Oh, If we're issuing generally, non-specific challenges to delineate subjective impressions with more specificity, I think we can do "better" than that . . . (wink, wink, nudge nudge).
Though, it does bring to mind a friend that is seeking to move the decision bearing metric of a certain business enterprise from SWAG to AFD ("strategic wild ass guess" to "actual f-ing data"). A complicated and difficult proposition, that, but I certainly share your instinct and longing for AFD. So, let's bring that.
The powers that be in High End Audio, answered this years ago. In fact it's the FIRST commandment of High End Audio. If it cost more, it's better. If pressed they will say, not better specs, but better parts used. What about better sound? That's in the ear of the beholder. If a person says he can hear it, that's all that matters. Well, I can't hear any difference between the $20,000 amp and the $500 dollar amp. They will say, that's because you are an inexperienced hearing impaired fool.
That was my experience when I raised a similar question. Good Luck!!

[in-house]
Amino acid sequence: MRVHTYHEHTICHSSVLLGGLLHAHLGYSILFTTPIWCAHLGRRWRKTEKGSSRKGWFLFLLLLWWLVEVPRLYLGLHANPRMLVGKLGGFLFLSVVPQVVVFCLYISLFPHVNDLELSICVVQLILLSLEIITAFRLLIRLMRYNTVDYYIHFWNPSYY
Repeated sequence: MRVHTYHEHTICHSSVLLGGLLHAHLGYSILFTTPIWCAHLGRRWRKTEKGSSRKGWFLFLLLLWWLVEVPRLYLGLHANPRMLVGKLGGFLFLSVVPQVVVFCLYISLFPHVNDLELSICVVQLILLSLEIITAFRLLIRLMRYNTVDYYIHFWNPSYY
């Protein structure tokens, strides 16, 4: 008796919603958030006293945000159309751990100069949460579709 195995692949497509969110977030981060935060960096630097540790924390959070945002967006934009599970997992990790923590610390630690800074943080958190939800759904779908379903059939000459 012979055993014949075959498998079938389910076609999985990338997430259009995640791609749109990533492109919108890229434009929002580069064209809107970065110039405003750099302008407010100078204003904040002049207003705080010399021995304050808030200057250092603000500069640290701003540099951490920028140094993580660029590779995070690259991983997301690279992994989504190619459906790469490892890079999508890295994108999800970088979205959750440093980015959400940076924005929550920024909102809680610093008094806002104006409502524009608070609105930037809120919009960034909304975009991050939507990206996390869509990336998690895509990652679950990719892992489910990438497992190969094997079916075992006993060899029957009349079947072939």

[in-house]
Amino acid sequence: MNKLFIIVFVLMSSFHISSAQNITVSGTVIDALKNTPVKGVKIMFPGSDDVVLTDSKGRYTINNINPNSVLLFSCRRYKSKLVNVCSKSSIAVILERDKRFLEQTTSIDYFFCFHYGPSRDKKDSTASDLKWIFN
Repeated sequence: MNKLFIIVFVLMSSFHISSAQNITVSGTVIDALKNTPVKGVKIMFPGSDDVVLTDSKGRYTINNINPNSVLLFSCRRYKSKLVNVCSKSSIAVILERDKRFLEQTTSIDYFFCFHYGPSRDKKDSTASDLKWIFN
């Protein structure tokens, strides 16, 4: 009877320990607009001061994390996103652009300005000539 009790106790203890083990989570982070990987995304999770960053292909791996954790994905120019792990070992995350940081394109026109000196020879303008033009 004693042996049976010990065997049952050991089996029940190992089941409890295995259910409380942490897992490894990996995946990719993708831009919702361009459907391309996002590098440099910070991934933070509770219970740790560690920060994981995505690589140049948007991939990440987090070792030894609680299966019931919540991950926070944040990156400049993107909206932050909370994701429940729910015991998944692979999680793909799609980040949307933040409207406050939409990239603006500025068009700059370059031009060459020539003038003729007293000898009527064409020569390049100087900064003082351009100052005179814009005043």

A component, such as an amplifier, can measure "better" than another, in its ability to accurately pass a square wave or some other known input signal. But that's really meaningless in terms of the audio experience, IMO. It doesn't matter if a component is "better". All that matters is that you, the listener, like it "better". Too many audiophile purchase based on what is claimed to be "better" and then end up whining about how their system is harsh or lacks detail, or some other BS. When you listen to two component in your system, the one you prefer is "better". That's it.
Nonoise: yea, had the SWAG v AFD dropped on me at a party, and immediately fell in love with it. Caught the first few episodes of House of Lies, then lost the thread (life had the gall to interfere, as it will). Definitely rings of management consulting mumbo jumbo, no doubt.